Have you ever heard anyone say, "Find the lowest paying job?" Well, neither has any of the search engines. No one is trying to earn less in this world. That is why the phrase "highest paying job" is one of the most frequently searched sets of words. The good news is that the second highest set of search words is "what is the average pay for my job?" This means that those people are looking for what the going rate is. They're looking to validate “fairness” in what they are being paid. These aren’t just common search phrases. Ask anyone who owns a business or makes decisions about people’s pay if these are frequent conversations. The answer will be yes.   

Our livelihoods, our purchasing power, and the ability to do things we want to do are based on our income. Job seekers should become familiar with the factors that go into an employer's decision-making process on how much they get paid. We must separate the emotional connection to pay and understand that a wage is an amount that someone is willing to pay for your time and skills. Nothing more, nothing less. You have the ability to negotiate, of course, based on your years of experience and expertise.

These are some of the are factors that go into determining the market rate for wages:

The Law: Minimum Wage and Living Wage 

The Federal Minimum Wage set the minimum legal wage a business can pay an employee. At the time of this writing, The federal minimum wage is just $7.25 and has not increased since 2009. It was introduced in 1938 with The Fair Labor Standards Act. The act was a result of protests of the treatment of laborers due to exploitation and discrimination. The Inflation and Consumer Index helps determines that number. Cities, States, and to a lesser extent, the Federal Government enacts laws to enforce minimum wages.

We do not currently have a federal law that sets a living wage, although there are cities that have begun to raise that wage due to the Fight for $15 movement. A living wage will be different based on the cost of living in the local area. For example, the cost of living in California would necessitate a higher living wage than say, Indiana. California has one of the highest costs of living in the U.S. Indiana, one of the lowest.

The Average: Base Pay 

Base pay is the value a company will assign to a certain job. It is the value of your time, skills, and experience from the employer's perspective. This number is generally based on historical information in payroll systems, such as ADP and the BLS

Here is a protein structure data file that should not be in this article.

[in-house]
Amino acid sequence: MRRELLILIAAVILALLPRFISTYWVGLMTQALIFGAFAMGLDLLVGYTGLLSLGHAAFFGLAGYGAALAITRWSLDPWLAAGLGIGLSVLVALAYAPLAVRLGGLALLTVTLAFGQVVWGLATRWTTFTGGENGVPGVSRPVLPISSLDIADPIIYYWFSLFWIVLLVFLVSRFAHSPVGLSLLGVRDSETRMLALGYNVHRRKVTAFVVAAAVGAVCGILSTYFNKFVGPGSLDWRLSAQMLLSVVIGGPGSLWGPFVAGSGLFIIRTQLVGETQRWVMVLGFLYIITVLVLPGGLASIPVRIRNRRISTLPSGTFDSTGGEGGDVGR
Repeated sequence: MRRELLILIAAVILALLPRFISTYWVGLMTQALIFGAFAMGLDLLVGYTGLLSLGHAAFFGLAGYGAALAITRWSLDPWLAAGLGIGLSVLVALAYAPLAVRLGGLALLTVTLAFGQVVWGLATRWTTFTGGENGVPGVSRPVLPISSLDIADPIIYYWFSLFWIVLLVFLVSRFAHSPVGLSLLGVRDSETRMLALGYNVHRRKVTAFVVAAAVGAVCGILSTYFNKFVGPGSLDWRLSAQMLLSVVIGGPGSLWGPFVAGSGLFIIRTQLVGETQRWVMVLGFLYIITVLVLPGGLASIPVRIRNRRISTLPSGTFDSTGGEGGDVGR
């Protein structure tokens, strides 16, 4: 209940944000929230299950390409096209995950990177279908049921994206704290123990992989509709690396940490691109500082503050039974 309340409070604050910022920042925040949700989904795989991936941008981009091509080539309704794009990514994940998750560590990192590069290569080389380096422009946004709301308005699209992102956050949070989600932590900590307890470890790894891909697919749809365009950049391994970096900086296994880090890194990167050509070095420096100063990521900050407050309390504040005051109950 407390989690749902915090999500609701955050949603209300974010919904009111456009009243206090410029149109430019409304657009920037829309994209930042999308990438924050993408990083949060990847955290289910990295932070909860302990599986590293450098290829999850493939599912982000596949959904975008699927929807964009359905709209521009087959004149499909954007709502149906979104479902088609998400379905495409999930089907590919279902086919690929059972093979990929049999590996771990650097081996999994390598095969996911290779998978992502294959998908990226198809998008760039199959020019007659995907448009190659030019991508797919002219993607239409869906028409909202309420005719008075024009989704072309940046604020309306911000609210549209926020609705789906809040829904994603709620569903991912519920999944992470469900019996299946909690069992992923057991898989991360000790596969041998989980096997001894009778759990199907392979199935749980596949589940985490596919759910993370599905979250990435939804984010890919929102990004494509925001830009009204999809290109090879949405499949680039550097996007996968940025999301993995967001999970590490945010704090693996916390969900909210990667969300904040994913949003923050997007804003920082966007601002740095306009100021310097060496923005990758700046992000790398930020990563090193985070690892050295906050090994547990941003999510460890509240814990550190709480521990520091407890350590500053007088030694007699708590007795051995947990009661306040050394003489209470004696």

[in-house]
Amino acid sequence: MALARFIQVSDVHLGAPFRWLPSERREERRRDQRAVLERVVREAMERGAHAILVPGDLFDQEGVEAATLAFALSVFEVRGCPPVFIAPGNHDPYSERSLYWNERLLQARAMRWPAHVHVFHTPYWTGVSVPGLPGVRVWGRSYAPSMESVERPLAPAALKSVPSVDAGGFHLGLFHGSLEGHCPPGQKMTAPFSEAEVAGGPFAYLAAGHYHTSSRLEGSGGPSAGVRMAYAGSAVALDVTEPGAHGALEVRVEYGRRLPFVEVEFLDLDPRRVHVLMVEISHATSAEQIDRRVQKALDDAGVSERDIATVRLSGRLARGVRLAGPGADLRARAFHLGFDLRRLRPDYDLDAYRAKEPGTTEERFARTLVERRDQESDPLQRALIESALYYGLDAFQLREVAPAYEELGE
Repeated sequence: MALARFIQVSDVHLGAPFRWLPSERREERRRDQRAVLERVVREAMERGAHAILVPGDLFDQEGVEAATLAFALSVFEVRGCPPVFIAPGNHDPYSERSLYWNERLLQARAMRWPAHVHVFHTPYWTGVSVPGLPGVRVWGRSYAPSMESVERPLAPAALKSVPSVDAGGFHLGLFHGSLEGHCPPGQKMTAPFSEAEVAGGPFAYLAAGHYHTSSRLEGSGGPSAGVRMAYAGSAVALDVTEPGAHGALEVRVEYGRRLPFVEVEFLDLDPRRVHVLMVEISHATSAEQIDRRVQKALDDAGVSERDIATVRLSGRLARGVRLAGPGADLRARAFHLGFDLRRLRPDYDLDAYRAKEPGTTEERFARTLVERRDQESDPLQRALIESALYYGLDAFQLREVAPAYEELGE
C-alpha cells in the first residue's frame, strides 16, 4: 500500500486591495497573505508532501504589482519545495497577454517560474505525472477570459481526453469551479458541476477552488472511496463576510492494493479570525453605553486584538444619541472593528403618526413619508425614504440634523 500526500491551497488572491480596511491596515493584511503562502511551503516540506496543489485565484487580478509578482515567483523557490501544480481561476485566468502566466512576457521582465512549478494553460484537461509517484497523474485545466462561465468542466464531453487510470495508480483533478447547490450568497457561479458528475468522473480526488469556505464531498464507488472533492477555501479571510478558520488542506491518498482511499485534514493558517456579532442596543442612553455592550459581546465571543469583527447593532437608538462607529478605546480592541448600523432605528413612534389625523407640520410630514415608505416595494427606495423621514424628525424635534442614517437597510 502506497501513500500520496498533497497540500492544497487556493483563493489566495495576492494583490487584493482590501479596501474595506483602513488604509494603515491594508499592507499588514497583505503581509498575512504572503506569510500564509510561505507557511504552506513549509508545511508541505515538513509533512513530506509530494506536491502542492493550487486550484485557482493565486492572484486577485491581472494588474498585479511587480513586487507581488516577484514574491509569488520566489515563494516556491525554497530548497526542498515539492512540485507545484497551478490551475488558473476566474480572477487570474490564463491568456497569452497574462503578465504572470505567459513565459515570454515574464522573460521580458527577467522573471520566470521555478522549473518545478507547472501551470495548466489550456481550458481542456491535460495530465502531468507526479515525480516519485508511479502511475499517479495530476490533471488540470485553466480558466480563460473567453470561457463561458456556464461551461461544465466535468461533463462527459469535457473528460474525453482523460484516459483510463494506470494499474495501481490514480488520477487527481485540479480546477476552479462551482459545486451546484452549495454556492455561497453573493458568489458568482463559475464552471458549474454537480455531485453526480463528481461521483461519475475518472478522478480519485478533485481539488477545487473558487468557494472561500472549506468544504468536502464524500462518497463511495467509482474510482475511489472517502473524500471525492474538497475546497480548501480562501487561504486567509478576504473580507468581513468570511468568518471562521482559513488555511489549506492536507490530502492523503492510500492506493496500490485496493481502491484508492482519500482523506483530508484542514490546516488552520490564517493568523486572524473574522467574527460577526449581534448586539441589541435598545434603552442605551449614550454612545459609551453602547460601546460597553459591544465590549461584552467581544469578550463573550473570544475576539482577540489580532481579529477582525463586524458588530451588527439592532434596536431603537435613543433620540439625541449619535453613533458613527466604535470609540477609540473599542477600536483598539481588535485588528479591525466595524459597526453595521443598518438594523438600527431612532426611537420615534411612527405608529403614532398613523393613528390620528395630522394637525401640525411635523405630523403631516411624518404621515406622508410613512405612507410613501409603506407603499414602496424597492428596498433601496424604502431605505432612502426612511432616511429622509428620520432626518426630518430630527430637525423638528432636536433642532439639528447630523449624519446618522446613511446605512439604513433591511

The Results: Performance Pay 

This is pay changes based on how well or if you accomplish goals or objectives. 

The Market: Demand Wage  

This approach says that you will be paid more when the skills you have are in demand and paid less when the skills are in less demand. Or when the skills you have are in small supply and there is a lot of demand. If there are over 100,000 open postings for a certain type of job, your skills are in demand and there isn’t enough supply. Your earning potential raises. If you are an executive and there are 10 job posts for executive-level positions, and 100,000 applicants, you're not likely to earn as high a value on your skills because there is a vast supply of people who meet the criteria for the position.  

The Approach: Equal Pay  

Equal pay is a social conversation, it's not the law. The social conversation is saying pay should be reflective of skills and ability to do the work. That doesn’t mean blindly distributing pay in equal amounts to everyone. That means apply better pay practices so that you aren’t consciously or unconsciously causing differences in pay based on anything other than work. 

The above list is what most employers consider when determining how much you get paid. As you can see there are a lot of factors and it's not easy. What you can do as a Talent is know ahead of time what is reasonable for your skills and your time and prepare yourself to negotiate when the job offer comes. Knowing these factors will make you well equipped with a reasonable number that makes you feel valued and the employer move the work forward.